Bless Niall's long lens.

    The arrival of the bears has brought another problem for the locals: an influx of tourists.

    More than 2,000 tourists arrived last year to see the bears and there's little infrastructure in town to accommodate them.

    Also, not a lot of money is going to the local community as a lot of the trips are organised by outsiders operating tour companies.

    And that's fuelling tensions.

    Filming a caribou hunt

    On the other side of the Arctic National Wildlife Refuge are the Gwich'in people, who are overwhelmingly against drilling.

    Their culture revolves around subsistence hunting of the caribou herds, which they fear will be threatened by oil exploration.

    To get out to the refuge where the Caribou give birth, Zoe Daniel and I flew through on a tiny four-seater plane flown by the most famous pilot in Alaska, Kirk Sweetsir.

    He's been flying up there for decades and got us into some of the most remote parts of the Alaskan wilderness.

    As we were flying across the Brooks mountain range (the highest in the Arctic circle) he pointed out where a colleague or two had crashed and not made it out, which was a little unnerving, but Kirk is the king and the flight was seamless.

    When we arrived in Arctic Village, everyone was getting ready to bunker down for winter, which is long and very dark.

    They were busy hunting and butchering caribou and smoking meat in huts.

    One evening we joined them on a hunt, bouncing around (poor back, poor camera) on the backs of quadbikes.

    These are by no means trophy hunters; this is pure subsistence hunting.

    Every single part of the animal was collected, brought back and divided up among the community.

    In pursuit of the shot, I had to get up close to the butchering of the carcass with all the smells that come with it.

    You have to be invited into their community and they've previously found US media to be very antagonistic and polarising.

    So, to be invited to join and film a hunt was really special.

    After an exhausting evening, we returned to town with one caribou to share amongst the community.

    A sleeping bag on the school floor never felt so amazing.

    There was nothing easy about this shoot.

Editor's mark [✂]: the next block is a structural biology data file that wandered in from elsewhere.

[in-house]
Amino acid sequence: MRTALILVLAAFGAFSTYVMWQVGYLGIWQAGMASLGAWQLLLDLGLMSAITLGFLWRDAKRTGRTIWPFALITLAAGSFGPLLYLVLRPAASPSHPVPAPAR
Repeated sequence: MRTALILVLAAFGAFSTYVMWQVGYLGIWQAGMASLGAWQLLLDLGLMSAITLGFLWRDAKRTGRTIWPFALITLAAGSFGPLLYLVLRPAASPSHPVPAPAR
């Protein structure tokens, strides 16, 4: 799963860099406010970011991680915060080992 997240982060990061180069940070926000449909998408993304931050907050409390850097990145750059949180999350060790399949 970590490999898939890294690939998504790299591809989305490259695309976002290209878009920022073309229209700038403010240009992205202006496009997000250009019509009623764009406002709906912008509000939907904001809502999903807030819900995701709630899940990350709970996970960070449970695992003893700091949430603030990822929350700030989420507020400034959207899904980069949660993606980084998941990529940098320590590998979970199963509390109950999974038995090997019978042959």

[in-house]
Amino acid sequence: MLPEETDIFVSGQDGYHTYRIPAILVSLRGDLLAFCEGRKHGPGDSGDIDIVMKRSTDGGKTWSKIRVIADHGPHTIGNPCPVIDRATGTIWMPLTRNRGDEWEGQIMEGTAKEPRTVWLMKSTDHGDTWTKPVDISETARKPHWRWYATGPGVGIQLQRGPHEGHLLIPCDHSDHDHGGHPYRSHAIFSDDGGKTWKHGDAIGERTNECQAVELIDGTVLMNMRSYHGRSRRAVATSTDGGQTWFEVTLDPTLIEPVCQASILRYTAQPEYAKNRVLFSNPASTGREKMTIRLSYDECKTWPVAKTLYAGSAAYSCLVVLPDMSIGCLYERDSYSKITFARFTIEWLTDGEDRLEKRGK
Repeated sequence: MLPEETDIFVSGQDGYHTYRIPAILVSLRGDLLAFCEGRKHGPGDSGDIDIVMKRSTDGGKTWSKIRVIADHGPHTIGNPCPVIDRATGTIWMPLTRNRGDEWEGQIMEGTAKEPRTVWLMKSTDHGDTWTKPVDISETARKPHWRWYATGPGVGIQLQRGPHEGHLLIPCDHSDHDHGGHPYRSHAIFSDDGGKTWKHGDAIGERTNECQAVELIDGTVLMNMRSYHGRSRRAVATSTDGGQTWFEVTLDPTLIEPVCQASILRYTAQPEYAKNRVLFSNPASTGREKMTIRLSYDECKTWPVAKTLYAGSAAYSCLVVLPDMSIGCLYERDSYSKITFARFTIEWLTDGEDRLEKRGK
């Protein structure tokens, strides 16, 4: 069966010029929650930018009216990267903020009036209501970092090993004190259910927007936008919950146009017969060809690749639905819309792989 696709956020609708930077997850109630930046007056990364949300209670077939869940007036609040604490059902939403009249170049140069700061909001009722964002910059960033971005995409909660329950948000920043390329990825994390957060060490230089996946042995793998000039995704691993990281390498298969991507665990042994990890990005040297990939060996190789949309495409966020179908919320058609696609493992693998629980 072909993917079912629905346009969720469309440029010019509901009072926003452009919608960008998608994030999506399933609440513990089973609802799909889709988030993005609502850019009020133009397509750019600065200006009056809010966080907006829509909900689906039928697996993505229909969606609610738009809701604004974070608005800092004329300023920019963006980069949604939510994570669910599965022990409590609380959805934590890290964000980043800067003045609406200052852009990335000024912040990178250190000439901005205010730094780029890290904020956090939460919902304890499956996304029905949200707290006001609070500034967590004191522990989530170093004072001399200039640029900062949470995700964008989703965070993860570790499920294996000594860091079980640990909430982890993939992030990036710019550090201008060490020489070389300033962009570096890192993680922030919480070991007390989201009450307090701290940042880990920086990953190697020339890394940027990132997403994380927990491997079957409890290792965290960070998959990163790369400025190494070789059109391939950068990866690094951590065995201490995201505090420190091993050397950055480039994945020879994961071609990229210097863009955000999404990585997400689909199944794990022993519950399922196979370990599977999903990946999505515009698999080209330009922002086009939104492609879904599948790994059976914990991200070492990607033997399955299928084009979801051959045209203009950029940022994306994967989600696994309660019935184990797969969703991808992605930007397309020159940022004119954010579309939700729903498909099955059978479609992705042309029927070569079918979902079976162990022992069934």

It was physically demanding — out on boats in freezing conditions, lugging gear up and down over mountains and in and out of planes — but every day there were extraordinary moments we shared as a crew that made the shoot seem seamless.

    One night, as the sun was setting across the Beaufort Sea, we were filming polar bears at the village's edge against an epic sunset, as good as it gets.

    But it was somewhat melancholy.

    We were watching a really beautiful yet tragic scene, with the bears on the outskirts of town and a long way from the big ice.

    Then the weather turned

    For the last two days of our Kaktovik shoot, the weather turned, and flights were being cancelled due to zero visibility.

    As we wrapped our final morning, we found out our scheduled flight had been cancelled and we were looking at a few more days sitting at the edge of the world in horrible weather.

    But, then … we could hear the dull hum of a plane in the thick clouds.

    As we stepped ashore from our last freezing boat shoot, out of the dense fog burst our Hawaiian hotel manager, in his shorts.

    "I have a plane of food landing now and there are three seats on it, leaving now," he yelled from the water's edge.

    Needless to say, we helped unload his lettuce, cheese and tomatoes (Taco night) and jumped on that cargo flight before the weather closed in again.

    Next stop, Fairbanks with an epic Foreign Correspondent story in the can.

    It is a special part of the world.

    Watch At The Edge of the Earth on Foreign Correspondent on iview

    © 2019 ABC Australian Broadcasting Corporation. All rights reserved